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IOWA CITY, Ia. – Iowa’s football season dawned with questions about a young corps of defensive ends.

If you want a hint of how the Hawkeye coaches feel about that position now, just look at who’s sliding down the line.

Heralded freshman Cedrick Lattimore was moved from end to defensive tackle during training camp. Redshirt freshman Brady Reiff was slid inside during the season. And defensive line coach Reese Morgan told reporters last week that even sophomore Matt Nelson – who leads Hawkeye ends with 42 tackles heading into the Jan. 2 Outback Bowl – might be on the move as his career progresses.

“You want to put your best four guys out there and in some cases maybe the guys have to change positions,” Morgan said. “Inside, you’re looking for a certain kind of guy. Outside, you’re looking for maybe a little more speed on the edge. “

Iowa settled on a rotation of three defensive ends, and the tight-knit trio has produced remarkably similar statistics.

Matt Nelson, a 6-foot-8, 282-pounder out of Cedar Rapids Xavier, is playing his best football at the end of the season, with five sacks among his tackles.

Sophomore Parker Hesse, the smallest at 6-3, 250 pounds, also has the most experience, and the Waukon native produced 33 tackles and 3.5 sacks despite missing one game with an injury.

Anthony Nelson, a 6-7, 253-pound redshirt freshman, burst on the scene early and faded a bit in the middle of the season. The Waukee graduate has the most speed among the group and recorded 32 tackles and five sacks.

With five-star recruit A.J. Epenesa slated to arrive in the summer, suddenly defensive end is looking like a stacked position for Iowa. In contrast, two of the three defensive tackles who played the bulk of the snaps this year – Faith Ekakitie and Jaleel Johnson – will be playing their final college game against Florida on Jan. 2.

“We’d like to have more depth. It would be really nice to play eight,” Morgan said. “You have to show us in practice that there’s enough trust by your actions and your knowledge of the defense and your execution, production, that you deserve the opportunity to go out and play on Saturdays.”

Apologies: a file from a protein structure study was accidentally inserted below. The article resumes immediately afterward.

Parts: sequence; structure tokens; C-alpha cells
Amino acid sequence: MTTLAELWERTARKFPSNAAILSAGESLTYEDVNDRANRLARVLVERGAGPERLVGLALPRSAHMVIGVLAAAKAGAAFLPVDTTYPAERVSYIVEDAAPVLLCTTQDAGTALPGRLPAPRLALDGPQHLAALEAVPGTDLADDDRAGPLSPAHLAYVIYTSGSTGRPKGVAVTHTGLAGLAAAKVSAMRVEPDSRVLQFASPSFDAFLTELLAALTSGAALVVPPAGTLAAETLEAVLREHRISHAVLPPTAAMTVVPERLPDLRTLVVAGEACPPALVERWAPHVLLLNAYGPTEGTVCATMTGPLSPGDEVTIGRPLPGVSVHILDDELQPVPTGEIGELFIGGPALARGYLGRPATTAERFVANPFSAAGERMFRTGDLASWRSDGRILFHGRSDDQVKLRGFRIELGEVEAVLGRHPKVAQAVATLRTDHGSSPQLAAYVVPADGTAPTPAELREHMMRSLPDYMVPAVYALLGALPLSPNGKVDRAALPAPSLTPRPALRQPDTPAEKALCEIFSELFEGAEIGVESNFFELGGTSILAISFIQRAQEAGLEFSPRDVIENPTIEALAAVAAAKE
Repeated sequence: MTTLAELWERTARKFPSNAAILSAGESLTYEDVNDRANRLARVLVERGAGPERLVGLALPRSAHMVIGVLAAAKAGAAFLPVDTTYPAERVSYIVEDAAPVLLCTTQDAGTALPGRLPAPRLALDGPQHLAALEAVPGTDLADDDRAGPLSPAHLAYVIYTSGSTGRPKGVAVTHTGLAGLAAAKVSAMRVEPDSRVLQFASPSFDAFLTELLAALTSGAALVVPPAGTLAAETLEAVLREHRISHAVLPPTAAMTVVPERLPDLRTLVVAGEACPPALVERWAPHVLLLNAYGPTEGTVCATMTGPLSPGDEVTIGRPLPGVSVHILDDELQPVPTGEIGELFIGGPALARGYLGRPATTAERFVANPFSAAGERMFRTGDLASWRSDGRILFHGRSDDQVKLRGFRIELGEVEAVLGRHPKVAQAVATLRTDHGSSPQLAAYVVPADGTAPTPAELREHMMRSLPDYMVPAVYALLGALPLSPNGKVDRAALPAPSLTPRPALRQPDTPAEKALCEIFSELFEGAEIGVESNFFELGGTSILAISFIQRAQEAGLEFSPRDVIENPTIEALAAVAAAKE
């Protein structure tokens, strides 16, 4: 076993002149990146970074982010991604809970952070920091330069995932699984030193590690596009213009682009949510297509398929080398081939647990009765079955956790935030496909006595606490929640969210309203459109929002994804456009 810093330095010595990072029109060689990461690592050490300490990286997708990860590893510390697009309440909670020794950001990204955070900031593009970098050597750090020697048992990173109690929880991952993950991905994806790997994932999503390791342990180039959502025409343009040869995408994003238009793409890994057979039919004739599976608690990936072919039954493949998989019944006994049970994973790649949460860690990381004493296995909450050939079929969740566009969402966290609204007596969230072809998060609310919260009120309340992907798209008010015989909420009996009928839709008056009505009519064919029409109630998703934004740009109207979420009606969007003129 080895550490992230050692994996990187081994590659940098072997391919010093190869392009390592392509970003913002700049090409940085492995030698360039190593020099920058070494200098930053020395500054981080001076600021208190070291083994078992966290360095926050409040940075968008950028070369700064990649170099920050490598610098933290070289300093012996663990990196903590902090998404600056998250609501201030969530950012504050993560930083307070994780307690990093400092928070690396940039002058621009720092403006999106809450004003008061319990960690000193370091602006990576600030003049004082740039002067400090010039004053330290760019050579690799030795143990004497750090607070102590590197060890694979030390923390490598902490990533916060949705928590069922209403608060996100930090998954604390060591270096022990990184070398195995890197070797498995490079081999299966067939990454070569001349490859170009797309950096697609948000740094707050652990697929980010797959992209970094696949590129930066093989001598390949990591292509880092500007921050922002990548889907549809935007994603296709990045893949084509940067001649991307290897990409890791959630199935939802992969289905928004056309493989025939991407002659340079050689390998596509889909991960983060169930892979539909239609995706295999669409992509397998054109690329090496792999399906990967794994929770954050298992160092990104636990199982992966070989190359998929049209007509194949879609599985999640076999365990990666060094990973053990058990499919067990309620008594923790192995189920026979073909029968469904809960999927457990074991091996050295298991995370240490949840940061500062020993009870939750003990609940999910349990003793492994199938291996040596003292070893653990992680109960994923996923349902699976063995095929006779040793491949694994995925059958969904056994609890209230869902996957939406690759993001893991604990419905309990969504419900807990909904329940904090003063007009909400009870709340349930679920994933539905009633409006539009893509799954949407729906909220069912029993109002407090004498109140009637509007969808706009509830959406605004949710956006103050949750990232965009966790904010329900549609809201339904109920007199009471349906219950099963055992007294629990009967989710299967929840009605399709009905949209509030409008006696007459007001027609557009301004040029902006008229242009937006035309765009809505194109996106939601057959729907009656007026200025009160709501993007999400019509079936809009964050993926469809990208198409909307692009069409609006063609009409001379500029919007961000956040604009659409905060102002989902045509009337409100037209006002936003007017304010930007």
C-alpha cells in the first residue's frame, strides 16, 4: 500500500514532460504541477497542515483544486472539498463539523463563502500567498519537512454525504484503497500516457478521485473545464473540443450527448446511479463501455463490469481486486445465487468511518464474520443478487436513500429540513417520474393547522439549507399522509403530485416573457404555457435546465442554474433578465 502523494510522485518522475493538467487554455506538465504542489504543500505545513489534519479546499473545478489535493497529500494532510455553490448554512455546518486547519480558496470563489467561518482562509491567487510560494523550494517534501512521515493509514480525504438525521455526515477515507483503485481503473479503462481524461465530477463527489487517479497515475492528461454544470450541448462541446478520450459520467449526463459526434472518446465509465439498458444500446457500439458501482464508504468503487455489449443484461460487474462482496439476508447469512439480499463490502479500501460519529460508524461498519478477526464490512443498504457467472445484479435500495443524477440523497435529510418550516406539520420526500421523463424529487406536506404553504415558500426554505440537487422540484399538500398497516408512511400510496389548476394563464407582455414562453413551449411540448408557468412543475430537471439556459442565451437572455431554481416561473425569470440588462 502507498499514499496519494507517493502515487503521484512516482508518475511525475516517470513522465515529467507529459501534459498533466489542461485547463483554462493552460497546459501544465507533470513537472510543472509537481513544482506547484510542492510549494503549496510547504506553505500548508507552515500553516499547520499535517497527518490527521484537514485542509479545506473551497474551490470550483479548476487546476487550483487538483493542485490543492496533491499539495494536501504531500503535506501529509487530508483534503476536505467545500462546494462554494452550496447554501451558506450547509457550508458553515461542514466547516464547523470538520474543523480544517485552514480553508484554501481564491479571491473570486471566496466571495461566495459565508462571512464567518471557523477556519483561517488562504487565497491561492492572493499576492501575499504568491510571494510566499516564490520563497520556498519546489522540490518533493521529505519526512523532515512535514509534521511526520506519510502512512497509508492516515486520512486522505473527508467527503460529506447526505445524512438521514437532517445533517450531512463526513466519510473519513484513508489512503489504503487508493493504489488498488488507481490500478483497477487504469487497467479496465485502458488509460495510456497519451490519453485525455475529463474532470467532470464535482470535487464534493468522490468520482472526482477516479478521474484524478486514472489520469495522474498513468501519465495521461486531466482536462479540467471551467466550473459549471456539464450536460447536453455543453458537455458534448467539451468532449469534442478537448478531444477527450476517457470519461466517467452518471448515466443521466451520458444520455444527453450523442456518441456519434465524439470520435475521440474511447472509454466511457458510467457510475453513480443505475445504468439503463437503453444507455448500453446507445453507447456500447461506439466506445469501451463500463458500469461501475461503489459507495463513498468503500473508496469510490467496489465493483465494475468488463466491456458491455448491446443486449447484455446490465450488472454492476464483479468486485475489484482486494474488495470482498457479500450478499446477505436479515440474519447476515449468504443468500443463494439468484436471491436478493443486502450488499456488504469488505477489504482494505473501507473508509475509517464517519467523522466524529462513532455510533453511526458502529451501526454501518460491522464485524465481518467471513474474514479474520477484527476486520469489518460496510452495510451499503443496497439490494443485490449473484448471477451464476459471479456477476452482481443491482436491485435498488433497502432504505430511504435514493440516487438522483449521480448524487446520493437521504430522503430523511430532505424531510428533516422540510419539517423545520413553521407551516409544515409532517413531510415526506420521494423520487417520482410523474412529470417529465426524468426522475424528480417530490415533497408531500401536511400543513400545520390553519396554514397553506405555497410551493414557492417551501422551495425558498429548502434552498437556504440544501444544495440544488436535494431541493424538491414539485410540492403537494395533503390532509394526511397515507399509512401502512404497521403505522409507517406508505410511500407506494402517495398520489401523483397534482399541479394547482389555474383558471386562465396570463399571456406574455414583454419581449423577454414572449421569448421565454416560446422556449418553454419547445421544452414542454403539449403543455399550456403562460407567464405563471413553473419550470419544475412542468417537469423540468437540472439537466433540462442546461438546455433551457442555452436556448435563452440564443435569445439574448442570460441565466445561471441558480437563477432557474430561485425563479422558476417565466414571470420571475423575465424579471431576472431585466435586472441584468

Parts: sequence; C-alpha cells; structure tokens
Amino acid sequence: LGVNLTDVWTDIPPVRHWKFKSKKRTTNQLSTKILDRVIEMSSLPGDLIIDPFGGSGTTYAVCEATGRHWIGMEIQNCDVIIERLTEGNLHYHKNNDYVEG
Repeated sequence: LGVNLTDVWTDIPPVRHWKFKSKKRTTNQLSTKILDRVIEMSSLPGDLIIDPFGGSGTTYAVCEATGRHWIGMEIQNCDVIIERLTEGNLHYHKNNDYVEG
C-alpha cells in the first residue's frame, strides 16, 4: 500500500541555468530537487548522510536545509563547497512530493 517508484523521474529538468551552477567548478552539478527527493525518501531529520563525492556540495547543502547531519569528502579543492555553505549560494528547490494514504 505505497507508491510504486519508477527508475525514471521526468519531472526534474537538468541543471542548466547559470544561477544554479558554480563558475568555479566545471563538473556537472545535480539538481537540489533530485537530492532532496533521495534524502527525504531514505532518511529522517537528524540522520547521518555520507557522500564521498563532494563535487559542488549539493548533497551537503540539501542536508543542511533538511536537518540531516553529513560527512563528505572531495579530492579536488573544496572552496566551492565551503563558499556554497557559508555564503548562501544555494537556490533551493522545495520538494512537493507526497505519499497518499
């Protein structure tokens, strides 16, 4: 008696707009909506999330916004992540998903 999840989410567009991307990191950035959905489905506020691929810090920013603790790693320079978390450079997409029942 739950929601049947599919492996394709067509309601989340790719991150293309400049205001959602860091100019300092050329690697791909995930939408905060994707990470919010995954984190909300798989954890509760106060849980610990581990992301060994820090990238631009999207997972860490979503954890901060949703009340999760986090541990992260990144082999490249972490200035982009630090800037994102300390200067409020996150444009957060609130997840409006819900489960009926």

That’s what Hesse and the Nelsons (no relation to each other) have done.

Morgan said Matt Nelson’s finest hour may have been in Iowa’s regular-season finale, a 40-10 whipping of Nebraska. He had five tackles in that one.

“He’s hard on himself, which is really good and that’s what most good players are. They have high standards for themselves,” Morgan said.

“(Nelson was) getting his hands inside, getting separation and getting off blocks. He was sloppy with his hand placement and just things that most people don’t notice (earlier in the season). We see it on tape. The daily simple things that you do over and over and over time (were) more precise and more detailed.”

Morgan indicated Anthony Nelson is just beginning to reveal his star power. The standout prep basketball player has terrific footwork and is developing the strength and stamina needed to hold up as an every-down Big Ten Conference lineman.

“He’s getting so much better in the run game,” Morgan said. “He’s got great leverage and does a good job with his hands.”

Hesse, who had 44 tackles and three sacks as a valuable freshman player, comes across as the elder statesman of the group, at age 21. Together, they’ll get one more game together in Tampa, Fla., and then will come an interesting offseason of growth and potential movement.

Behind the top three, Morgan praised defensive end understudies Sam Brincks, Chauncey Golston and Brandon Simon. Epenesa will push for immediate playing time as well, although it’s possible the 275-pounder also could move inside.

In any event, what 2016 has proved is that the front edge of Iowa’s defense is well-anchored for now and in the near future.

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